August 1993
Volume 2, Number 7

NSA: The Eyes of Big Brother

by Charles Dupree

The historical of the National Security Agency (NSA) presented here includes and depends on information reported in three books. The vast majority of data on the National Security Agency comes from James Bamford’s book The Puzzle Palace [1982]; all quotations are taken from Bamford unless otherwise noted. As Tim Weiner says, this book is "The best — the only — history of the NSA." Material about NSA’s secret funding comes entirely from Weiner’s Blank Check [1990], which also provided budget estimates and supporting material for other sections. The CIA and the Cult of Intelligence by Victor Marchetti and John D. Marks [1980 edition, originally published 1974], provided background information and a glimpse of the NSA from within the intelligence community but outside the agency itself.

The oppressive atmosphere of Orwell’s 1984 arises from the omnipresence of Big Brother, the symbol of the government’s concern for the individual. Big Brother controls the language, outlawing words he dislikes and creating new words for his favorite concepts. He can see and hear nearly everything, public or private. Thus he enforces a rigid code of speech and action that erodes the potential for resistance and reduces the need for force. As Noam Chomsky says, propaganda is to democracy what violence is to totalitarianism. Control thoughts, and you can easily control behavior.

U.S. history affords a prime example in the era named after Senator Joseph McCarthy, though he had many supporters in his attack on freedom of thought and speech. Perhaps his most powerful friend was J. Edgar Hoover, who fed him material from Federal Bureau of Investigation (FBI) files (some of it true) which he used to attack individuals for their supposed political leanings. By the time of Watergate, the Central Intelligence Agency (CIA) had become at least as notorious as the FBI, due largely to its assassinations of foreign leaders and support for military coups around the world.

The Creation of the NSA

Budgetary authority for the National Security Agency (NSA) apparently comes from the Central Intelligence Act of 1949. This act provides the basis for the secret spending program known as the black budget by allowing any arm of the government to transfer money to the CIA "without regard to any provisions of the law," and allowing the CIA to spend its funds as it sees fit, with no need to account for them.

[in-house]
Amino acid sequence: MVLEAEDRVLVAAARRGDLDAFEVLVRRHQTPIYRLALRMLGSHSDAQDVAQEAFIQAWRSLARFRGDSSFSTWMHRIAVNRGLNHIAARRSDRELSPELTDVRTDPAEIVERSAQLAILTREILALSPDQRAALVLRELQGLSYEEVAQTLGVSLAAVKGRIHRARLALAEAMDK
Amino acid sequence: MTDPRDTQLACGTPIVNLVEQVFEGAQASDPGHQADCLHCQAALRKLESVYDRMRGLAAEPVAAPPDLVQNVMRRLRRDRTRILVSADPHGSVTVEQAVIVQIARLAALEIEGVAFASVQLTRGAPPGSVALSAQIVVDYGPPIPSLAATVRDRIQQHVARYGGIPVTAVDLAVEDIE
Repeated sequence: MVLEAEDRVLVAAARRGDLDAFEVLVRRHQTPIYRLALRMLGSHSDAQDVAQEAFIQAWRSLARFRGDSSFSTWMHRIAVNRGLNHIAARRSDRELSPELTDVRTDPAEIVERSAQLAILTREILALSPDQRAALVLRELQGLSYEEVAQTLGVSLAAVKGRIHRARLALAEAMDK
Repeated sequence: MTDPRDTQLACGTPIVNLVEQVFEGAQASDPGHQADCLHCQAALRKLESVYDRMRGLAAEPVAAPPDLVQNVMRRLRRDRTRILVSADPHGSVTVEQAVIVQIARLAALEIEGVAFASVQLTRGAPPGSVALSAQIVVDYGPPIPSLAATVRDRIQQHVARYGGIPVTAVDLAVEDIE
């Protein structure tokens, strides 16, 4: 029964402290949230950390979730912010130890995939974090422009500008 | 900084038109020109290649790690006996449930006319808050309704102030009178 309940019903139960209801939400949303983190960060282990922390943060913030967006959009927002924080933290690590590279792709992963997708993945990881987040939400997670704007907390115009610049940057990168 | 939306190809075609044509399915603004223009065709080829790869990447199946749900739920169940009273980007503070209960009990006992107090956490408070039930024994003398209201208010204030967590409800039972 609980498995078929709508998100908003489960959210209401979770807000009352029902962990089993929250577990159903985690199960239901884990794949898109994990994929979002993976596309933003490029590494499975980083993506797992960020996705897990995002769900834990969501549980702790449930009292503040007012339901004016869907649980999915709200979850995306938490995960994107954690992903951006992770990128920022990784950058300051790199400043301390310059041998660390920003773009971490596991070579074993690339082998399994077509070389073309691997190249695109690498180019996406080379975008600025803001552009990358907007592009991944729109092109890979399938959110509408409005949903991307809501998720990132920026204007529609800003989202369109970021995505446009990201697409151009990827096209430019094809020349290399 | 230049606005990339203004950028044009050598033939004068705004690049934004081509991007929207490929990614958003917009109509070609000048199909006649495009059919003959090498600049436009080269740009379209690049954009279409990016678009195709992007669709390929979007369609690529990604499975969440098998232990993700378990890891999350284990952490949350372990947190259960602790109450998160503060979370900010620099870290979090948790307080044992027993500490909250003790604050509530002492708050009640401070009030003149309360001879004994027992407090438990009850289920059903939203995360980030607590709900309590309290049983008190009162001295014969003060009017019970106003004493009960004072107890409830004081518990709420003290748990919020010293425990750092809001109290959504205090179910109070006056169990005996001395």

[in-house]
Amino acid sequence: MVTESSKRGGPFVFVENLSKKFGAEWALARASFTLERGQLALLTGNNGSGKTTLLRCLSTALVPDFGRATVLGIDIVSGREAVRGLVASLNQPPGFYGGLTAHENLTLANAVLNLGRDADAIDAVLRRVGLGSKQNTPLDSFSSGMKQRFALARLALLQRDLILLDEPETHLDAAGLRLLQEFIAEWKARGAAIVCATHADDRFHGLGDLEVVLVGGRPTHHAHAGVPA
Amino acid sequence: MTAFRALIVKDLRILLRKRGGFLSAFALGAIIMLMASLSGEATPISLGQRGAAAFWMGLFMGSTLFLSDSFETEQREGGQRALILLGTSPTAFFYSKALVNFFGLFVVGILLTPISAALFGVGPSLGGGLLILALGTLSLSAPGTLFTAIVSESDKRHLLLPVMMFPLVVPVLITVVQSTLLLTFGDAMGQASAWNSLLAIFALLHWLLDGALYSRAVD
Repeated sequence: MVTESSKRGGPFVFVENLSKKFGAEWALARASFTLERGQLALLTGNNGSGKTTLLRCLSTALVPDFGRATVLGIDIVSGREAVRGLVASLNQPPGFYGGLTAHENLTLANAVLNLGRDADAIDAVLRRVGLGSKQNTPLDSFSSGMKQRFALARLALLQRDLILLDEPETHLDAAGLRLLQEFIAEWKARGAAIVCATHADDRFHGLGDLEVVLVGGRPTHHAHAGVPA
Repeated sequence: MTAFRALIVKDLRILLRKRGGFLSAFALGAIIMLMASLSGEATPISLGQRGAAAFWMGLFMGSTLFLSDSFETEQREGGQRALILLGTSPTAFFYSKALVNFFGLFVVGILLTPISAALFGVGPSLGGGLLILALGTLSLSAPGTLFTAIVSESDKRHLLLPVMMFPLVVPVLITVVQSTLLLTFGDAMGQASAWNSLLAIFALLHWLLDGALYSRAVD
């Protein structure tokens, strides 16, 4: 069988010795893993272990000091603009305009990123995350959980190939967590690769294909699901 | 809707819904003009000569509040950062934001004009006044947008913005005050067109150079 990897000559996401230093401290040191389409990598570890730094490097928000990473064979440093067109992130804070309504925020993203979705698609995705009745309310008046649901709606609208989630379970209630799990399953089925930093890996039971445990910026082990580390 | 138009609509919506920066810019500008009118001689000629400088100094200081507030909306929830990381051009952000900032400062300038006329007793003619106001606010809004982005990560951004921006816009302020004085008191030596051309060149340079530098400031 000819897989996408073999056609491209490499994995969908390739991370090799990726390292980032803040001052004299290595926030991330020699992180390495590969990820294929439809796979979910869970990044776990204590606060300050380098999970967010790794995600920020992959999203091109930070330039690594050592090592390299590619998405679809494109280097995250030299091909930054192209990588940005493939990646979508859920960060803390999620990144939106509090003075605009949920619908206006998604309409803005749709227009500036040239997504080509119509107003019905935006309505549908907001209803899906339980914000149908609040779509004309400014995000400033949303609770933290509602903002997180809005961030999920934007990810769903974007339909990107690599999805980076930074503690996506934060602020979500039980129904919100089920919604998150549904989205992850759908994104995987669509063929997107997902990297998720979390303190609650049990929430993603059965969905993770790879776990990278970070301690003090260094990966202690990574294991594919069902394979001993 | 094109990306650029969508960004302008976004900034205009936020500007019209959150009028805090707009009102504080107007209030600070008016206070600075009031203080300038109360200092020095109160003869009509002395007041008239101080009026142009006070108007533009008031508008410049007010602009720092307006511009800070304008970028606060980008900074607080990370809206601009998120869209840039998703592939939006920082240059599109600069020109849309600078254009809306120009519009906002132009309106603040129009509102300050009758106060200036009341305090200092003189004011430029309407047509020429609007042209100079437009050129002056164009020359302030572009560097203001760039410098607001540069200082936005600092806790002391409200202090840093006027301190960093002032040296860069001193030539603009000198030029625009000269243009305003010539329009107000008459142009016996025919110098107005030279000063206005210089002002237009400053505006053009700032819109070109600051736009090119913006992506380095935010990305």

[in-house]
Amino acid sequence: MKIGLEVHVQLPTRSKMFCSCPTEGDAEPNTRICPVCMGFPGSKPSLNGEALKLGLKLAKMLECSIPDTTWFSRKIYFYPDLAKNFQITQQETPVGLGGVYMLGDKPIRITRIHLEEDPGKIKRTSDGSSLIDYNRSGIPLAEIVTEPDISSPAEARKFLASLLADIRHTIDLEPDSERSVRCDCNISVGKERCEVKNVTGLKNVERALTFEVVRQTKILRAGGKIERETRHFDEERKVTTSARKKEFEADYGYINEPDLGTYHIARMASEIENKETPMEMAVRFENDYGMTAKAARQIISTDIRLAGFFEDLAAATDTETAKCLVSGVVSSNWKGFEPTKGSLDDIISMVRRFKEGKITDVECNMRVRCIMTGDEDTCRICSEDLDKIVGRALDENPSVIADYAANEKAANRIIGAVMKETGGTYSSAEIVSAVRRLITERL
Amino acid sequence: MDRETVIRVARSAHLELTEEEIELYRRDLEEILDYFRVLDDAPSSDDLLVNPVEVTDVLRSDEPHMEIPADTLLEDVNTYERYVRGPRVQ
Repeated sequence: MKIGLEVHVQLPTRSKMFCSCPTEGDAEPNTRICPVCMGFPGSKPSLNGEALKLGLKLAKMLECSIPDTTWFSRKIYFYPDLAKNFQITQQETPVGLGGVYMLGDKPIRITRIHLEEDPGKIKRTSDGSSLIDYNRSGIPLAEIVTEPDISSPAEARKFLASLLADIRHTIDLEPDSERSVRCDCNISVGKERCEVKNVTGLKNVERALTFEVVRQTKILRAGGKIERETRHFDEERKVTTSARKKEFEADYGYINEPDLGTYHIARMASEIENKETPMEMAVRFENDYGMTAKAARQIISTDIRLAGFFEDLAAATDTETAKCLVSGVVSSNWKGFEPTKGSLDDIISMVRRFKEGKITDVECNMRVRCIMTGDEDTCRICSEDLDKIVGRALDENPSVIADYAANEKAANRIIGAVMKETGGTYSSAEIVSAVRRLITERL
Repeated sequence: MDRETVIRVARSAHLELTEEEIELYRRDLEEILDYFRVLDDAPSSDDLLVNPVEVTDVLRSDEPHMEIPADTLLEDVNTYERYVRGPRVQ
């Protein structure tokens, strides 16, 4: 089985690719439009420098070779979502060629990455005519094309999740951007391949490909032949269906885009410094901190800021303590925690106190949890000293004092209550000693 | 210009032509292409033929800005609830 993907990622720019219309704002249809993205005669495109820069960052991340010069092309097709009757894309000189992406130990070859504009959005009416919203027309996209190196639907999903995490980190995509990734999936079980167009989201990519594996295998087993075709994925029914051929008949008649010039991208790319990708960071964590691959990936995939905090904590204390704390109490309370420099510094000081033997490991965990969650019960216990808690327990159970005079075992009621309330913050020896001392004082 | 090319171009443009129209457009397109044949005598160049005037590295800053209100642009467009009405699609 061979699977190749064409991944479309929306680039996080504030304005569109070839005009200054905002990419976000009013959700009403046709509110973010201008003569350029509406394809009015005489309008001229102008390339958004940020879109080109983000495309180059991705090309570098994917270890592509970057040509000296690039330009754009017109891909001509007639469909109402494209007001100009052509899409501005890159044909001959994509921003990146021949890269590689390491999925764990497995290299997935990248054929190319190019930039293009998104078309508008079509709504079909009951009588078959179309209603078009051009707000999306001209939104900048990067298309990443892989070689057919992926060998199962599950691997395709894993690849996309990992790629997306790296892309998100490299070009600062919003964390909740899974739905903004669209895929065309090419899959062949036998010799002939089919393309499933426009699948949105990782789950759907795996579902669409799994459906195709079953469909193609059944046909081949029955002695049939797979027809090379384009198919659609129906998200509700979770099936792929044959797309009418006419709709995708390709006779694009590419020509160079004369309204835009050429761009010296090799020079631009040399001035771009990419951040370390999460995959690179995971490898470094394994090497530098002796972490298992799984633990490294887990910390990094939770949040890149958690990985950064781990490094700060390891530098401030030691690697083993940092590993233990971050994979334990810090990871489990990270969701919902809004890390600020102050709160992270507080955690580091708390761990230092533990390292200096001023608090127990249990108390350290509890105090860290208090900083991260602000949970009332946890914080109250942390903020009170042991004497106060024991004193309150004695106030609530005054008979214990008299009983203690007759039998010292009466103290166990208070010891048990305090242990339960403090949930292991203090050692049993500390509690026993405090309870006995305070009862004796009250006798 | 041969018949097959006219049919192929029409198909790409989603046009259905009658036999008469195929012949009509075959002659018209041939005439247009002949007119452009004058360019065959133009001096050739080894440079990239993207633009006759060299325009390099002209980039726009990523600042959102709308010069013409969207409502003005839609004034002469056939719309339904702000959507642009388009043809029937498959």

Congress passed the C.I.A. Act despite the fact that only the ranking members of the Senate and House Armed Services Committees knew anything about its contents; the remaining members of Congress were told that open discussion, or even clear explanation, of the bill would be counterproductive. There were complaints about the secrecy; but in the end the bill passed the House by a vote of 348-4, and the Senate by a majority voice vote.

The NSA’s estimated $10 billion annual allocation (as of 1990) is funded entirely through the black budget. Thus Congress appropriates funds for the NSA not only without information on the agency’s plans, but without even a clear idea of the amount it appropriates; and it receives no accounting of the uses to which the funds were put. This naturally precludes any debate about the direction or management of such agencies, effectively avoiding public oversight while spending public funds. (Weiner notes the analogy to "Taxation without representation.")

Watching and Listening

"The NSA has also spent a great deal of time and money spying on American citizens. For 21 years after its inception it tracked every telegram and telex in and out of the United States, and monitored the telephone conversations of the politically suspect." (Weiner, Blank Check)

Due to its unique ability to monitor communications within the U.S. without a warrant, which the FBI and CIA cannot legally do, NSA becomes the center of attempts to spy on U.S. citizens. Nominally this involves only communications in which at least one terminal is outside the U.S., but in practice target lists have often grown to include communications between U.S. citizens within the country. And political considerations have sometimes become important.

During the Nixon administration, for example, various agencies (e.g., FBI, CIA, Secret Service) requested that the NSA provide all information it encountered showing that foreign governments were attempting to influence or controls activities of U.S. anti-war groups, as well as information on civil rights, draft resistance/evasion support groups, radical-related media activities, and so on, "where such individuals have some foreign connection," probably not that uncommon given the reception such groups usually receive at home. Clearly it would have been illegal for those agencies to gather such information themselves without warrants, but they presumably believed that the NSA was not similarly restricted when they included on their watch lists such as Nixonian bugaboos as Eldridge Cleaver, Abbie Hoffman, Jane Fonda, Joan Biaz, Dr. Benjamin Spock, and the Rev. ralph Abernathy. Presumably the name of Dr, Martin Luther King, Jr., was removed from the list the year Nixon was elected; certainly it was a targeted name before that time.